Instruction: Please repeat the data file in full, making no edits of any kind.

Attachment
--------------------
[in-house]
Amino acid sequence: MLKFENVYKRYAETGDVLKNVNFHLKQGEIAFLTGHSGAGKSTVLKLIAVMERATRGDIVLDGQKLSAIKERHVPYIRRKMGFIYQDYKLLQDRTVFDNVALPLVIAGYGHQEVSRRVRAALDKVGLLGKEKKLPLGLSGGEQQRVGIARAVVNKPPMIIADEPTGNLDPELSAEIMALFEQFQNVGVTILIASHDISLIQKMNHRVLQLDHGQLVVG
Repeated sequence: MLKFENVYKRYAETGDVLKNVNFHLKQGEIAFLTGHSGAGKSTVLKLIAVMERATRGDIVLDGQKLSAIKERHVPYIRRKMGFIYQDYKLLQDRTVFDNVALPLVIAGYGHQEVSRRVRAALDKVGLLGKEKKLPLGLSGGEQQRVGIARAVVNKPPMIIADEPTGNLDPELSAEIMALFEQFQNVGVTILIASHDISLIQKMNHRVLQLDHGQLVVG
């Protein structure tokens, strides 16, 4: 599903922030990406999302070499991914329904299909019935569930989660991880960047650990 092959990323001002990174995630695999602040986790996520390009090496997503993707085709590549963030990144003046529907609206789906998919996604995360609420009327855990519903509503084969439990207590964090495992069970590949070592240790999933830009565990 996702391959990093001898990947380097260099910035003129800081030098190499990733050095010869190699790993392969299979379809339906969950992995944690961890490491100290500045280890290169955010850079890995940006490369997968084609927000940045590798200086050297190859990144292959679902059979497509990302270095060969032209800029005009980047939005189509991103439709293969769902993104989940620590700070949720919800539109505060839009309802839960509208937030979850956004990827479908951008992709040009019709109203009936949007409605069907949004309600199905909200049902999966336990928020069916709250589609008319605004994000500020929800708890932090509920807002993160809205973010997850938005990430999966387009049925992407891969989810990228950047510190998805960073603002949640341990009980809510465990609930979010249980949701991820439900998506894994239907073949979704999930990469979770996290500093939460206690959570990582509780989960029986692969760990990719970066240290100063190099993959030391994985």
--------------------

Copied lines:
[in-house]
Amino acid sequence: MLKFENVYKRYAETGDVLKNVNFHLKQGEIAFLTGHSGAGKSTVLKLIAVMERATRGDIVLDGQKLSAIKERHVPYIRRKMGFIYQDYKLLQDRTVFDNVALPLVIAGYGHQEVSRRVRAALDKVGLLGKEKKLPLGLSGGEQQRVGIARAVVNKPPMIIADEPTGNLDPELSAEIMALFEQFQNVGVTILIASHDISLIQKMNHRVLQLDHGQLVVG
Repeated sequence: MLKFENVYKRYAETGDVLKNVNFHLKQGEIAFLTGHSGAGKSTVLKLIAVMERATRGDIVLDGQKLSAIKERHVPYIRRKMGFIYQDYKLLQDRTVFDNVALPLVIAGYGHQEVSRRVRAALDKVGLLGKEKKLPLGLSGGEQQRVGIARAVVNKPPMIIADEPTGNLDPELSAEIMALFEQFQNVGVTILIASHDISLIQKMNHRVLQLDHGQLVVG
């Protein structure tokens, strides 16, 4: 599903922030990406999302070499991914329904299909019935569930989660991880960047650990 092959990323001002990174995630695999602040986790996520390009090496997503993707085709590549963030990144003046529907609206789906998919996604995360609420009327855990519903509503084969439990207590964090495992069970590949070592240790999933830009565990 996702391959990093001898990947380097260099910035003129800081030098190499990733050095010869190699790993392969299979379809339906969950992995944690961890490491100290500045280890290169955010850079890995940006490369997968084609927000940045590798200086050297190859990144292959679902059979497509990302270095060969032209800029005009980047939005189509991103439709293969769902993104989940620590700070949720919800539109505060839009309802839960509208937030979850956004990827479908951008992709040009019709109203009936949007409605069907949004309600199905909200049902999966336990928020069916709250589609008319605004994000500020929800708890932090509920807002993160809205973010997850938005990430999966387009049925992407891969989810990228950047510190998805960073603002949640341990009980809510465990609930979010249980949701991820439900998506894994239907073949979704999930990469979770996290500093939460206690959570990582509780989960029986692969760990990719970066240290100063190099993959030391994985």